Few in Baghdad react to collapse of Geneva talks

January 10, 1991|By Doug Struck | Doug Struck,Sun Staff Correspondent

BAGHDAD,IRAQ — BAGHDAD, Iraq -- There was no visible reaction in this city to the collapse of U.S.-Iraqi talks in Geneva yesterday and the growing likelihood of war.

Iraqis had been told little or nothing of the talks between U.S. Secretary of State James A. Baker III and Iraqi Foreign Minister Tariq Aziz. There was no mention of the meeting in the semiofficial Baghdad Observer today. The headline on the lead story was: "Anti-war protests to sweep through U.S."

When the Geneva talks ended late in the evening Iraqi time, there was no way for the patrons of the few shish kebab restaurants open in this darkened city to know of the collapse or of its meaning to them.

At the U.S. Embassy, a diplomatic source said "somebody's working" on plans to evacuate deputy consul Joseph C. Wilson and his remaining staff of five. An announcement of that could come today.

While most sources estimate there still are hundreds of American citizens in Iraq, all had chosen to stay after the last airlift Dec. 15. Many have dual citizenship or are married to Iraqis. Some, particularly those with children, may now choose to leave.

Leaving may be more difficult now, because of the announcement yesterday by Jordan that it would close its land border with Iraq to try to stem an anticipated flow of refugees.

The kingdom's senior refugee official said the country would bar new refugees until it received more help from their governments or international agencies.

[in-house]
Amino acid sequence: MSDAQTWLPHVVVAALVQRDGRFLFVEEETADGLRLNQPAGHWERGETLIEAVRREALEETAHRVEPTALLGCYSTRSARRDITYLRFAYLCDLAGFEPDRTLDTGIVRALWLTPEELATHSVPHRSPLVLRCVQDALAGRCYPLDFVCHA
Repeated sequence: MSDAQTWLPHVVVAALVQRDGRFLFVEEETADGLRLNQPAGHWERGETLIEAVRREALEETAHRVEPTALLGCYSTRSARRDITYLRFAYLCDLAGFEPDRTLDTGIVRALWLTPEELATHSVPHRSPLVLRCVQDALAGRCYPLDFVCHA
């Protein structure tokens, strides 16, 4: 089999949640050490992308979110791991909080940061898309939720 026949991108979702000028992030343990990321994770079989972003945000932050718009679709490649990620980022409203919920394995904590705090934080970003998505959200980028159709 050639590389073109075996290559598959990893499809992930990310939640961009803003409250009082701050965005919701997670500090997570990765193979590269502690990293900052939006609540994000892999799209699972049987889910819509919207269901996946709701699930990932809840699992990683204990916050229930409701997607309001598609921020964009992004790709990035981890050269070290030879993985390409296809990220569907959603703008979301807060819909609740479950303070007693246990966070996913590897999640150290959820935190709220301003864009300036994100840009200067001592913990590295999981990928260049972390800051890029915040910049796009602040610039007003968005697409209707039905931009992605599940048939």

So far, according to Prime Minister Mudar Badran, Jordan has received only $12 million in aid to care for the more than 1 million refugees who had passed through the country, at a cost of some $55 million.

With the ground border closed, there remains only the single Iraqi Airways flight from Baghdad to Amman each day, and that has been booked full.

The inbound Baghdad flight yesterday carried Naiel Hassan, an Iraqi Embassy attache to Britain, who was expelled for statements found too close to inciting terrorism. "They expelled me for giving the other side of the story, and they did not like it," he said. "I said if war is going to be applied to Iraq, there would be attacks on targets in Western countries. Every Arab and every Moslem has an obligation to do something."

Earlier, the Iraqi News Agency, monitored in Cyprus, said that President Saddam Hussein told senior members of his Baath Socialist Party, "We are not among those who yield to pressure. You shall see what a trap the United States will fall into. Should the Americans become embroiled, we will make them swim in their own blood, God willing."

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